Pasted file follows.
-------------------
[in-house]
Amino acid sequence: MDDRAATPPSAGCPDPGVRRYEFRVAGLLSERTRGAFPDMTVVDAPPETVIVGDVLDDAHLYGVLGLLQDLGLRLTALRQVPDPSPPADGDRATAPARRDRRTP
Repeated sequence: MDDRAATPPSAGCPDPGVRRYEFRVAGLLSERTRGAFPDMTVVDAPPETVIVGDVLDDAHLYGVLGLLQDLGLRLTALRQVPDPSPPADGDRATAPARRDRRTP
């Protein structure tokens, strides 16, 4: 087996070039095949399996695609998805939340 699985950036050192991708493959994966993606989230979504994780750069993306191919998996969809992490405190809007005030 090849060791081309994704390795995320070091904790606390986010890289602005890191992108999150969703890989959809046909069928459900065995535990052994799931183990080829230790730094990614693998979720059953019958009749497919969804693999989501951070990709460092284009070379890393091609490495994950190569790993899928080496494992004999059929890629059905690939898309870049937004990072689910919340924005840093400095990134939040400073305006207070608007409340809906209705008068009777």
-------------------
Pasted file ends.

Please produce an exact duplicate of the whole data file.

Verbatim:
[in-house]
Amino acid sequence: MDDRAATPPSAGCPDPGVRRYEFRVAGLLSERTRGAFPDMTVVDAPPETVIVGDVLDDAHLYGVLGLLQDLGLRLTALRQVPDPSPPADGDRATAPARRDRRTP
Repeated sequence: MDDRAATPPSAGCPDPGVRRYEFRVAGLLSERTRGAFPDMTVVDAPPETVIVGDVLDDAHLYGVLGLLQDLGLRLTALRQVPDPSPPADGDRATAPARRDRRTP
């Protein structure tokens, strides 16, 4: 087996070039095949399996695609998805939340 699985950036050192991708493959994966993606989230979504994780750069993306191919998996969809992490405190809007005030 090849060791081309994704390795995320070091904790606390986010890289602005890191992108999150969703890989959809046909069928459900065995535990052994799931183990080829230790730094990614693998979720059953019958009749497919969804693999989501951070990709460092284009070379890393091609490495994950190569790993899928080496494992004999059929890629059905690939898309870049937004990072689910919340924005840093400095990134939040400073305006207070608007409340809906209705008068009777």